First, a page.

Five Important Things to Look At in Off-Campus Housing

Regardless of the reason for the decision, before you take the plunge and live off campus, you need to do your homework. Here are five important things to consider and ask about when considering off-campus housing.
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I run a university which provides student housing. Whatever your budget or taste, we've got something -- from a basic shared room with the bathroom down the hall, to a private apartment style room complete with private entrance and private bath. And an extraordinarily important part of college life -- one that 20 years later folks who experienced still talk about and those who did not experience still lament forgoing -- is living on campus. College is about more than the classroom, and lots of things happen quickly and without a lot of advanced notice. When it comes to being an engaged part of the college community, being there is half the battle! And, when all the costs are factored in, for many students, living on campus is their least expensive option. But, I've got more folks who want one of these rooms than I do rooms. So, we end up with students living in private residences off campus. Some have great experiences. Some, not so great. Much of this has to do, frankly, with doing one's homework.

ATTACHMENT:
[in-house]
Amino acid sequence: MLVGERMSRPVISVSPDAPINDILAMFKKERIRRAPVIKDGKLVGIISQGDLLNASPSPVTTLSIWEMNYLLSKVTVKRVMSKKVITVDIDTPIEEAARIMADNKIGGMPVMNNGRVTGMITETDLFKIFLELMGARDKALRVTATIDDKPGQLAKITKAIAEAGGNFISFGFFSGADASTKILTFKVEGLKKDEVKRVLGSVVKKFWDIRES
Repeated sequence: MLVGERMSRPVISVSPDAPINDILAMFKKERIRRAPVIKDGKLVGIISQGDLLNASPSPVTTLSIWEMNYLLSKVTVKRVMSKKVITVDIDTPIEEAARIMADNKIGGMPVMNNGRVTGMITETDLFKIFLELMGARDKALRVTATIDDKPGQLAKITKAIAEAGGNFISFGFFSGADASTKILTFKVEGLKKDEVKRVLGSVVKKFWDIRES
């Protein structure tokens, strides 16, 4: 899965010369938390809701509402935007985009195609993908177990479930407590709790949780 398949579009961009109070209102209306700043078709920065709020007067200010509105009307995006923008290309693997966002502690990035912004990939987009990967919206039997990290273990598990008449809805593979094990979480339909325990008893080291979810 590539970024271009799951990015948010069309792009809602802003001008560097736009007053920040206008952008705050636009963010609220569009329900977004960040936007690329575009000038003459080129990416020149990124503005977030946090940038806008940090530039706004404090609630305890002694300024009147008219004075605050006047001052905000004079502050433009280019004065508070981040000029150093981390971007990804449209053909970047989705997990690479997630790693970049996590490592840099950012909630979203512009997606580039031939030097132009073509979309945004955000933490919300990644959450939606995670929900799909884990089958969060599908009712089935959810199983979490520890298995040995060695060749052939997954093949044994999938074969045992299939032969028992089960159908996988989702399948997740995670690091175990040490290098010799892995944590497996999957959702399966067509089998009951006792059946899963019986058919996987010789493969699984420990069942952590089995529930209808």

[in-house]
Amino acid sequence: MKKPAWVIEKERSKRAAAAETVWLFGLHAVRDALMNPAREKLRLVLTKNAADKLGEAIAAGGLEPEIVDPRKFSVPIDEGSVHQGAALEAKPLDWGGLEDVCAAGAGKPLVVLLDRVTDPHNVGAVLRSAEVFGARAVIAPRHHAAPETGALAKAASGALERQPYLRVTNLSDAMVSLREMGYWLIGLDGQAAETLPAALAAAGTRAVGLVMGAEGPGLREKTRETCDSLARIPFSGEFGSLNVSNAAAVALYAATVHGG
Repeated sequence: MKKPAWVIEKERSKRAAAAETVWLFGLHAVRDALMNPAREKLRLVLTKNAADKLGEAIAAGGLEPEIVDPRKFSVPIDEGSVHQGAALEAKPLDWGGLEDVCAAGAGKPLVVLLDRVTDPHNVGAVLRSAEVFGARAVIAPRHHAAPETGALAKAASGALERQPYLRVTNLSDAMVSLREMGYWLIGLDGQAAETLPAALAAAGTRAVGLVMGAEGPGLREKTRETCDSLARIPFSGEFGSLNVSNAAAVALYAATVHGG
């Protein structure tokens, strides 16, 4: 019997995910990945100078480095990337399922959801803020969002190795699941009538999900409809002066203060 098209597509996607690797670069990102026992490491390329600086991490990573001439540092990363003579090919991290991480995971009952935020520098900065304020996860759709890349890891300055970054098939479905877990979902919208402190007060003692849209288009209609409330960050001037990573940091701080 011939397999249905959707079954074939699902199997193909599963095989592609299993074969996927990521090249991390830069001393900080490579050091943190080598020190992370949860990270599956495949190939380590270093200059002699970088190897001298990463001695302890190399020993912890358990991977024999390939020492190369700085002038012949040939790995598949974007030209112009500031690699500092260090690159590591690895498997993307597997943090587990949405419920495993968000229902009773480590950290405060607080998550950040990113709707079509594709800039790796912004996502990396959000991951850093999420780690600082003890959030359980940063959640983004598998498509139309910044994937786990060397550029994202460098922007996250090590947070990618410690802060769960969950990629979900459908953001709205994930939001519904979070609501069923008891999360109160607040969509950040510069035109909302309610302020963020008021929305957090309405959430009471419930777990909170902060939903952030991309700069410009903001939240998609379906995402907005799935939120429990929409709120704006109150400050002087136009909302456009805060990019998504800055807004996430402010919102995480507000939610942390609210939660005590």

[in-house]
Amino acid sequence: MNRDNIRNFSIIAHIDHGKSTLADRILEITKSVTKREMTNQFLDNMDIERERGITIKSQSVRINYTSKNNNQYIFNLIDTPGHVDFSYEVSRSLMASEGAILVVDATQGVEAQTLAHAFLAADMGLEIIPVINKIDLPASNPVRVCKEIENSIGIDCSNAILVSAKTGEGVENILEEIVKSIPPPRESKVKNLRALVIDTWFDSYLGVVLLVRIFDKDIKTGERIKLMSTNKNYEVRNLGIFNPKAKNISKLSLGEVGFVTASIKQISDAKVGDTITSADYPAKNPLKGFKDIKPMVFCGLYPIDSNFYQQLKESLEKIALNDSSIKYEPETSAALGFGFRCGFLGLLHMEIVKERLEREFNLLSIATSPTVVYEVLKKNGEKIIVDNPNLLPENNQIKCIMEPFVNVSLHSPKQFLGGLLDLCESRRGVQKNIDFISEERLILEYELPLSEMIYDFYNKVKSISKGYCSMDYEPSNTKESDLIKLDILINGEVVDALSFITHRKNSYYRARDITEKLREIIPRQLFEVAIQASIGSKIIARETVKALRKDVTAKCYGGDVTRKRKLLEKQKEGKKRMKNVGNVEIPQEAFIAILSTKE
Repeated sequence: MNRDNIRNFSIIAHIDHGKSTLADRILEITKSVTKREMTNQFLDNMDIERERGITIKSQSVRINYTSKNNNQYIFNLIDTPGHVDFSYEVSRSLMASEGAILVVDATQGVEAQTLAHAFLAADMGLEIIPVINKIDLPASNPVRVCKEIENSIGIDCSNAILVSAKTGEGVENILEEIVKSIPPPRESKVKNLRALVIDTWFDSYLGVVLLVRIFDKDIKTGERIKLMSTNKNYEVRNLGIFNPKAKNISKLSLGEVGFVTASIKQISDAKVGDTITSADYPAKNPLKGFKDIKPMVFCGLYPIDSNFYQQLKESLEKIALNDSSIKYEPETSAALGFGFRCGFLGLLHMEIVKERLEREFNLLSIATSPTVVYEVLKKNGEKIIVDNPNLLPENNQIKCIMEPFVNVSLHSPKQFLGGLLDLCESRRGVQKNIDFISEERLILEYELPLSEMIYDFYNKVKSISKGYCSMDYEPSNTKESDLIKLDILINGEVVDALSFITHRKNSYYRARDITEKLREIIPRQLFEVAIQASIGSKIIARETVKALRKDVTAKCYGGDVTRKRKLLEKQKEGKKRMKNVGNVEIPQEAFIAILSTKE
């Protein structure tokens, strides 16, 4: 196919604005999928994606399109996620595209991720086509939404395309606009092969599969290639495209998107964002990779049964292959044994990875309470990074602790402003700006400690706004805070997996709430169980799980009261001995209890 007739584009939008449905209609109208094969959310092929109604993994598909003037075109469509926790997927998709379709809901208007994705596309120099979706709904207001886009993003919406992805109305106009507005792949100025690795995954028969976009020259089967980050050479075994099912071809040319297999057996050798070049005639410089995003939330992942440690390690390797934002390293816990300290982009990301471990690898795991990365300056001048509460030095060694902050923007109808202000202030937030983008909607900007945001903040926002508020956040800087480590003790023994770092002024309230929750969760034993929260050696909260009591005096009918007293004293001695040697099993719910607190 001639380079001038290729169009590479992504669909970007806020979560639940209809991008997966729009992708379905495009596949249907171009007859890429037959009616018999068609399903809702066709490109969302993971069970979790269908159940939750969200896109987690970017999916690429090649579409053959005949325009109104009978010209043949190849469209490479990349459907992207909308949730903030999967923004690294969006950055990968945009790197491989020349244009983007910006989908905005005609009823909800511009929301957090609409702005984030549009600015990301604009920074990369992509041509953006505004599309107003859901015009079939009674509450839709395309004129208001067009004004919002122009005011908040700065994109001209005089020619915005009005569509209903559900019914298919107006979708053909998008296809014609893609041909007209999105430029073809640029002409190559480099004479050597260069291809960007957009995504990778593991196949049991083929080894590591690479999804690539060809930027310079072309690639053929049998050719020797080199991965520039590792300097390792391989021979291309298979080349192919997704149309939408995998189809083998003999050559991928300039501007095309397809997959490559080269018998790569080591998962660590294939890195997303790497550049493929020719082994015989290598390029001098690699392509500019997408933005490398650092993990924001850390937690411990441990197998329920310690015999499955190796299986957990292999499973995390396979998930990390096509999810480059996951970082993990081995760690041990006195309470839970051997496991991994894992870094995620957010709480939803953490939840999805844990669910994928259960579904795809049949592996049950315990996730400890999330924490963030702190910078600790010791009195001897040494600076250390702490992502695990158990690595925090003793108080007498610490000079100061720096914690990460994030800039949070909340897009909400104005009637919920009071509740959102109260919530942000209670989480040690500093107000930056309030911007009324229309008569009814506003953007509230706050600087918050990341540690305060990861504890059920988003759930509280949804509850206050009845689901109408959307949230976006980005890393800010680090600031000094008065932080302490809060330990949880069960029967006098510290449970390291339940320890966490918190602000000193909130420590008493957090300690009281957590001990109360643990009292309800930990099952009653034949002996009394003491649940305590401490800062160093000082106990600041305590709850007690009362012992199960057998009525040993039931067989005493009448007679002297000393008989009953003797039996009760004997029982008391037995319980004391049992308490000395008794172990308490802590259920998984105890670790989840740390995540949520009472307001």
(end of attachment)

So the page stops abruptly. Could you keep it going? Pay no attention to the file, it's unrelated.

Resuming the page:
We find students have a few reasons for wanting to live off campus. Some do, in fact, save money. We are cognizant of the sacrifices students (and often their families) make to go to college, so we're a not-for-profit which runs lean. But there are some things we don't skimp on which add costs "off the books and under the radar" housing providers can avoid (anyone who has ever taken a "gypsy cab" across New York will know exactly what I am talking about here). We pay security. We pay resident assistants. We actually have staff who live on campus. We comply with building codes. The fire inspector comes and inspects our facilities on a regular basis. Safety does not come cheap; square foot by square foot, a modest college dorm room can cost more to build than a luxury home. It's going to be largely the same with any housing at any reputable college. "Can you pay me in cash?" rentals can be a different story: we've seen students live as cheaply as $100 a month by sharing a two bedroom, two bath house with five other women. Not my cup of tea, but it works for some, and, done right, can indeed reduce the cost of living. Some move off campus because they want to escape the rules and regulations inherent in college living. To the great disappointment of some freshmen who believe that Animal House was a documentary, very few colleges today allow drunken orgies -- or even full on keggers -- on campus. We try not to be overly intrusive in the lives of our students, but we do have a mosaic of rules, resident assistants, and grown up staff in place. And, some, of course, are taking another step towards adulthood -- paying rent, putting deposits down on utilities, negotiating with roommates.